Not all Levertov’s Australian relationships ended painfully. In 1981, she visited Canberra and stayed with the poet Rosemary Dobson and her husband Alec Bolton. The couple drove Levertov to Mongarlowe, near Braidwood, where the poet Judith Wright had recently purchased a property, which she called ‘Edge’. A photograph of the three women – taken by Bolton – shows them laughing in Wright’s newly planted ‘desert garden’ (Fig 5). Years earlier, Wright and Levertov had met briefly, at a poetry festival in Montreal. Wright served her American guest mushroom soup, and they discussed political activism, Wright disparagingly noting that Levertov must have ‘mellowed’ since her ‘Vietnam protest’ days or ‘wouldn’t have been asked to be a visiting writer at Sydney University’ (Sound and Fury, 346). Interestingly, Levertov was forging connections with an older generation of Australian poets, one less commonly associated with the rise of the ‘New American Poetry’. But, as Wright herself notes, by the late-70s, the American models were universally accepted in Australia: ‘(n)ew influences were emerging (…) which had brought a new knowledge of American poetry, and had startled white Australia into recognising that the British inheritance, politically and socially, was waning fast’ (Wright, 2022, 165).
Figure 5: Portraits of Judith Wright, Denise Levertov, and Rosemary Bolton, Mongarlowe, N.S.W., 1981, photograph by Alec Bolton.
Later, Levertov visited the studio of the New Zealand born, Canberra assemblage artist Rosalie Gascoigne. Gascoigne’s studio, littered with her recycled arts materials – corrugated iron, discarded timber, weathered road signs, woven thistles and native grasses – appears in poem by Levertov:
The room’s a temple, the kind that’s thronged with casual, un-awestruck worshippers, and crowded with small shrines, each a surprise, and dedicated each in its turn, to the principle that nothing’s boring, everything’s worth a second look. (Candles in Babylon, 57).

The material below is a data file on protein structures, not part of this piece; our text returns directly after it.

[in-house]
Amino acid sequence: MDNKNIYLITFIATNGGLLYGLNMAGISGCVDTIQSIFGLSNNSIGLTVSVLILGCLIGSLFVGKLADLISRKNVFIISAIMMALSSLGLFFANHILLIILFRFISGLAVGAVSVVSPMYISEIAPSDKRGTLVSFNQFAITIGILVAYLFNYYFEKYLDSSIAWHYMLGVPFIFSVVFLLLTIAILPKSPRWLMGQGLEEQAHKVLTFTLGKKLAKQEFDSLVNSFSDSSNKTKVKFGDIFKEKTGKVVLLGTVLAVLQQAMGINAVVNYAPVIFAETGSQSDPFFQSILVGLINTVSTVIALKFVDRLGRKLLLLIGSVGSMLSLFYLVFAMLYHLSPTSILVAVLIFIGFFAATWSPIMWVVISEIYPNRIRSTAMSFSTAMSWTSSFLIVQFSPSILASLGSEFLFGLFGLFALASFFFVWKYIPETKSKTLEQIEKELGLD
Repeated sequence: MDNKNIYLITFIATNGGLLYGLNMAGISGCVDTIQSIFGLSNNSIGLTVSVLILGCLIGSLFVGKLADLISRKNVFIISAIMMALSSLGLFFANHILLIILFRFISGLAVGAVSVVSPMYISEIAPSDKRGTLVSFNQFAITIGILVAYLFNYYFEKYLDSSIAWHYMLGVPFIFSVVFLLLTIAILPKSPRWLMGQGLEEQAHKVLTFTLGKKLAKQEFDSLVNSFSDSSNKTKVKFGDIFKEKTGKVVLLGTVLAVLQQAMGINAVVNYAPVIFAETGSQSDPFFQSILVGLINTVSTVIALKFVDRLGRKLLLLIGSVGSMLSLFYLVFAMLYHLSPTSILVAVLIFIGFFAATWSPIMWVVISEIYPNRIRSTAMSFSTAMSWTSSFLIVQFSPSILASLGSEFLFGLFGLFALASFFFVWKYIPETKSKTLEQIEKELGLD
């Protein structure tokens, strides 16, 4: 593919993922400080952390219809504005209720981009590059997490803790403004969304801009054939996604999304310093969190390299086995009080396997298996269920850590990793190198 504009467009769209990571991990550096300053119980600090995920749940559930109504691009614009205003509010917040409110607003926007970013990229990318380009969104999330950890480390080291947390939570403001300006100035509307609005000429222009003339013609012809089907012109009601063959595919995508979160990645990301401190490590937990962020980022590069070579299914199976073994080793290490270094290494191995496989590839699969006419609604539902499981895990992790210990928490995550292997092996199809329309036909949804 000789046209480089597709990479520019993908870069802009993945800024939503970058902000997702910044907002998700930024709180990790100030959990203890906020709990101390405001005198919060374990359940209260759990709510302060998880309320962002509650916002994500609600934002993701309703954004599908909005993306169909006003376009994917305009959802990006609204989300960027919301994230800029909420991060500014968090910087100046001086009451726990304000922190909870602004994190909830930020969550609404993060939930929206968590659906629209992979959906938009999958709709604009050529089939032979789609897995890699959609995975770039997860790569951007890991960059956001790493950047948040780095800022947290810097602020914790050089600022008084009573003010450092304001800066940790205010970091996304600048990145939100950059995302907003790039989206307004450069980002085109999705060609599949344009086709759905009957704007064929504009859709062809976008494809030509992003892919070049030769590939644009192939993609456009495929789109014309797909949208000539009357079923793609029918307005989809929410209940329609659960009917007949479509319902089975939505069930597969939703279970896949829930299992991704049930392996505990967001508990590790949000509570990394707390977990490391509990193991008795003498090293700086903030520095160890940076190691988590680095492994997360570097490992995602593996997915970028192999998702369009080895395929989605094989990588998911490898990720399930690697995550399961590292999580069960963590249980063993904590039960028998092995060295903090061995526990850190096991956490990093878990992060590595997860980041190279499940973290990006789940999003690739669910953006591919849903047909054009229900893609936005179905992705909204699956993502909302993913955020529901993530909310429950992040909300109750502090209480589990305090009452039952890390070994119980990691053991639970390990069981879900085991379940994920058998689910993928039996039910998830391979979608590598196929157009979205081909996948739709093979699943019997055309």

Gascoigne had left an impression on Levertov (though she had to write to Dobson to check her name before the poem was published in Meanjin in 1982). Likewise, Levertov left an impression on the artist, for, ten years later, Gascoigne named a work after Levertov’s poem ‘May Morning’ (image available online at Roslyn Oxley9 Gallery). On its surface, Gascoigne’s pinky-yellow construction of salvaged Schweppes crates has little to do with Levertov’s poem, which describes autumn in the Southern Hemisphere: ‘the May mornings / are a presence known / only as they pass / light stepped, seriously smiling, bearing / each a leaflined basket / of wakening flowers’ (Ibid., 21). But, while working in very different mediums, both poet and artist share an affinity with the landscape. Gascoigne’s assemblage resembles a birds-eye view of paddocks, not unlike the tourist photographs Levertov took while flying over the Nullarbor Plain, enroute from Adelaide to Sydney (fig. 6). There is a gentle reciprocity to the two women’s work, Levertov writing that autumn is easily ‘forgotten’ against the extremes of summer (‘fire’) and winter (‘ice’). It was Gascoigne’s ability to see beauty in minor and muted things that most impressed Levertov: ‘shapes unnamed by geometrists (…) they meet now, austere now, graceful, transfigured by being placed, being seen’ (Ibid., 57).
FIGURE 6: Edge of the Nullabor Desert, WA, 1981, photo by Denise Levertov.